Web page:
Notes from Norm: If a Convention Is Held and Nobody Watches
Unlike a number of Republican prognosticators, I am not fearful of a GOP Convention that does not have a foregone conclusion as to who the party’s nominee will be for the November General Election.
There are those in the media with short memories who suggest that not having a clear idea of who the party’s nominee will be in November means the end of the GOP.
Interestingly enough for those short memories they might want to get on the internet and do a search about the last time Republicans had a contested convention.
That would have been 1976 when Ronald Reagan and Gerald Ford competed with one another to decide who would carry the mantel of the party for President that year.
Ultimately, Ford won that endorsement.
Ultimately, he lost to Jimmy Carter.
Yet, the Republican Party did not die as evidenced by the fact that Ronald Reagan won election, then re-election and was followed by George H.W. Bush who won an election on his own terms.
Since that time Republicans held the White House for an additional 8 years with the election and re-election of George W. Bush.
It's important to distinguish between a brokered convention and a contested convention.
The days of brokered conventions are long since gone and that is a good thing.
A brokered convention is one in which a handful of party officials manipulate the rules of the convention to achieve an outcome that suits their wants and desires.
Grassroots activists, which dominate the delegate pool, are tougher to control and herd than a roomful of cats.
And, a leader without followers is just a guy taking a walk. Twitter, Snapchat and social media generate new levels of transparency.
Back room deals, power brokers and “brokered conventions” have gone the way of the mimeograph machine.
A contested convention is one in which no candidate comes to the convention with the requisite number of delegates needed, under the rules of the convention, to secure an endorsement on the first ballot.
It may be that of the three remaining GOP candidates for President one of them will come to the convention with the number of delegates they need to win the endorsement outright.
It may also be that none of those three candidates will be able to win on the first ballot and therefore will need to find a way to secure the endorsement on each successive ballot.
That’s what took place in 1976 and the GOP did not fall apart. It did not find itself doomed to the political wilderness.
It did mean millions more Americans tuned into to watch the proceedings because they contained drama and suspense.
Yes, the GOP did lose to Jimmy Carter.
It was an election in which the American public was simply sick and tired of the corruption of the Nixon Administration. They wanted someone who they believed would restore honor and dignity to the office of President.
While Ford had conducted himself with amazing dignity and truly did keep America from falling apart in this moment in our history, the American public was ready for a change.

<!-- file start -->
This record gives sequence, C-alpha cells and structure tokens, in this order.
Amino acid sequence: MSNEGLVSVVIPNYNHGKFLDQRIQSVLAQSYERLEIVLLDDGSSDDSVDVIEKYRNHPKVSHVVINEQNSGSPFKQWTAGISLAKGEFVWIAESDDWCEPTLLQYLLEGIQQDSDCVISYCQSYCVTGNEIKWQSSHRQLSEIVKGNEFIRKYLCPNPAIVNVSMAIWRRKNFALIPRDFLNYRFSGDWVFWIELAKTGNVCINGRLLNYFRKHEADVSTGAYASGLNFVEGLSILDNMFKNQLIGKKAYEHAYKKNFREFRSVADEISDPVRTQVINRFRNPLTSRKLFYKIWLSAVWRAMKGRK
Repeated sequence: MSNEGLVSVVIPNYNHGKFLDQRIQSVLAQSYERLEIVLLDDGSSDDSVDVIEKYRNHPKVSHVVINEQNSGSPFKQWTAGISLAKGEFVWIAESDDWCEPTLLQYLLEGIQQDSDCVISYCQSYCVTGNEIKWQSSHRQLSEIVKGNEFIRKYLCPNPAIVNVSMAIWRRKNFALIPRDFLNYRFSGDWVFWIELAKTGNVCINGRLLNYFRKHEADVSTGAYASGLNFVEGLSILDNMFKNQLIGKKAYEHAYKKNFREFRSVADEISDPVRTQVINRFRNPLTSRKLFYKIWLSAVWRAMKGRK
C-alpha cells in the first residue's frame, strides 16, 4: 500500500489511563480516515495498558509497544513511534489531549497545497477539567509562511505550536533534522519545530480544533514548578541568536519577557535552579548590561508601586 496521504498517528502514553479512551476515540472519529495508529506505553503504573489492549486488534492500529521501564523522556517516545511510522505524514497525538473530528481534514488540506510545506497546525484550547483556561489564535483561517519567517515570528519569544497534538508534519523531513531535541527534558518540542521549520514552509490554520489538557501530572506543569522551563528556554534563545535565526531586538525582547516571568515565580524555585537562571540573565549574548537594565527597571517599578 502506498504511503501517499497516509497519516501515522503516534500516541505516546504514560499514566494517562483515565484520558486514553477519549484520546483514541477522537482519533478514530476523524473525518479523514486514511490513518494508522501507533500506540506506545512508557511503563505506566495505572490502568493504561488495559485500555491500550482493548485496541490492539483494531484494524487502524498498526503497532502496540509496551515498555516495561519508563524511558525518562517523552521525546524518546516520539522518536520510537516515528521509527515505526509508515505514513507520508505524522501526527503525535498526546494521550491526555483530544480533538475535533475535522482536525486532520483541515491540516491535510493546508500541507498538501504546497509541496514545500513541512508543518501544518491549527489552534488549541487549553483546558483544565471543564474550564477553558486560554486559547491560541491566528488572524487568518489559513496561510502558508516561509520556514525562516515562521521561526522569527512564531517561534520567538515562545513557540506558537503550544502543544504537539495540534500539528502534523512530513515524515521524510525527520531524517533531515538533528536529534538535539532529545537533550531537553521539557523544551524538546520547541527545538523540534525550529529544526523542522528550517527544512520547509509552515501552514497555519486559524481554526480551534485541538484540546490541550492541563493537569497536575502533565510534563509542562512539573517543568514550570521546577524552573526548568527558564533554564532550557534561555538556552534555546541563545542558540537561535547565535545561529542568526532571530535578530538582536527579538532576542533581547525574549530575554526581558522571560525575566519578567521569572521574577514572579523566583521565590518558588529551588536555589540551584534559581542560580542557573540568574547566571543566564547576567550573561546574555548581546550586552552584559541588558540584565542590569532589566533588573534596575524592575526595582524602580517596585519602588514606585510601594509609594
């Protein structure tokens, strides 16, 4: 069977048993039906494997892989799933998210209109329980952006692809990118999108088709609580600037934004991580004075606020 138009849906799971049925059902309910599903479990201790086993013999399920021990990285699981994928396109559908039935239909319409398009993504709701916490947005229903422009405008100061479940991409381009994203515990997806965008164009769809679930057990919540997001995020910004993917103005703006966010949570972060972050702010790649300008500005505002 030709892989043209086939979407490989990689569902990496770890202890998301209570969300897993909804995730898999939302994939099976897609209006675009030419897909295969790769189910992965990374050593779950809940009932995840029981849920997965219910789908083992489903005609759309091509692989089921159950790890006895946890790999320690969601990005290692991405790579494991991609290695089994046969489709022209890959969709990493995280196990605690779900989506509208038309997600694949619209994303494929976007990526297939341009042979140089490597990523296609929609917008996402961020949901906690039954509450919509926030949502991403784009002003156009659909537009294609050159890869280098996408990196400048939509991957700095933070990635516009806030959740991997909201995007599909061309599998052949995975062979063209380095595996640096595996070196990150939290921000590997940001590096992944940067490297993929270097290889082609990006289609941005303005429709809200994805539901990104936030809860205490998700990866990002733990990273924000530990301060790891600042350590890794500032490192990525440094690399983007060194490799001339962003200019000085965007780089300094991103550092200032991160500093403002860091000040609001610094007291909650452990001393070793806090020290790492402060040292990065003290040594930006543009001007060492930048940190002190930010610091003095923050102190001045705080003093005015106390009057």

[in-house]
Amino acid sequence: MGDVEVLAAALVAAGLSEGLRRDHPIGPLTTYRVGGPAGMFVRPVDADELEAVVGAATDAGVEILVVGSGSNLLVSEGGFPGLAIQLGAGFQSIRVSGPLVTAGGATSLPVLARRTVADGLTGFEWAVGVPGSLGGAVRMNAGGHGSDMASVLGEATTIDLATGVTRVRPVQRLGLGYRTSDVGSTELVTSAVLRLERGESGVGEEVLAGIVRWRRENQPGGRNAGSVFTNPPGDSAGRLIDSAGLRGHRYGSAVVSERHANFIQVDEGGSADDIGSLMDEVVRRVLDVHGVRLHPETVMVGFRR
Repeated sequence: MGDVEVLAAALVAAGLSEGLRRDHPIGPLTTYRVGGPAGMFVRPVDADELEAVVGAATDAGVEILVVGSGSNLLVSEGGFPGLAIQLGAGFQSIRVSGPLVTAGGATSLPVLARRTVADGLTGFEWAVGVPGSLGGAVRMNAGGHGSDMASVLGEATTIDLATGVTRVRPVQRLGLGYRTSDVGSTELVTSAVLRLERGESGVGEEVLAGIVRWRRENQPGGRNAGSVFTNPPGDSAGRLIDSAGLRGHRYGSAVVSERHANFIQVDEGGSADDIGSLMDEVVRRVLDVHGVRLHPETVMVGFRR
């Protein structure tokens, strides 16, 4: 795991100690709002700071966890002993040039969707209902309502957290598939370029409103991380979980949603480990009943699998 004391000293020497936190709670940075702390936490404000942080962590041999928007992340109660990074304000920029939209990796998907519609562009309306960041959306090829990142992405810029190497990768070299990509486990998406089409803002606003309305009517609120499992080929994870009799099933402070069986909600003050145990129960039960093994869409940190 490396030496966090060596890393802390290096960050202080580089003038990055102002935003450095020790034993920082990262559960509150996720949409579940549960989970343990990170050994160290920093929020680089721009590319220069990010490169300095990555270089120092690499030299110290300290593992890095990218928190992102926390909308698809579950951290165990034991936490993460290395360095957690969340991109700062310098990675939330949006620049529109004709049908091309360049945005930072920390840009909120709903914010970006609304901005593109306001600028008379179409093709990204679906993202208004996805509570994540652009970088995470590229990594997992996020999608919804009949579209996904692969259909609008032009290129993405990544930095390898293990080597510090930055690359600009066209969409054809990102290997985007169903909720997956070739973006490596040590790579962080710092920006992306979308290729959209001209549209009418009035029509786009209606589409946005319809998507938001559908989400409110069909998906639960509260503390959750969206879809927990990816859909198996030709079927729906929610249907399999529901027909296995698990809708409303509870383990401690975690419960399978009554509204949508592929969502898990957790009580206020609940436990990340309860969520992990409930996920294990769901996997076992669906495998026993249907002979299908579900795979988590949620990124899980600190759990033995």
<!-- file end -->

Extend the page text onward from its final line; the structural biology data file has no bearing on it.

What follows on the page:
And, when Jimmy Carter became President it was clear that his ascension had nothing to do with a contested GOP Convention but everything to do with the conduct of the party’s President while in Office.
Frankly, I think Republicans should embrace the opportunity that could be afforded to the party if a contested convention is in the offering.
To be candid Americans avoid watching political conventions like the plague.
Unless you tune in to watch the acceptance speech of the party’s nominee there’s not a lot of reason to give up a perfectly good evening with your family to watch a contest that has already been decided.
Furthermore, with the overabundance of talking heads telling us how we ought to react to a speech or remarks by candidates at political conventions there’s little intrigue or drama to entice Americans to tune in and watch a political convention.
Not only that, but the mainstream media has reduced its convention coverage more and more each year in large part, in their defense, to the fact that there is little intrigue or drama to entice Americans to tune in and watch a political convention.
So, with the potential of a contested convention for Republicans there should be less hand wringing and more consideration given to the benefit of such an event.
Imagine millions more Americans tuning in both on traditional media, and non-traditional media, to watch more gavel to gavel coverage of a political convention. There could be a greater opportunity to share with the American people a GOP vision for the future of America that includes a stronger, more robust economy and a commitment to rein in the size and cost of government.
Think of the opportunity to share with the American people a vision of America that isn’t distilled into a sound bite or a single speech but throughout days of coverage of average Americans debating with one another the virtues of their candidate of choice – and why their vision for America is the one millions of Americans should embrace.
Regardless of whose candidate one may support in this year’s GOP contest for President it seems a strong argument can be made that having a contested convention creates a kind of political drama that will keep the American public coming back for more and looking to see what the final episode produces with respect to a nominee.
After all, if a political convention is held and nobody watches it, did it happen?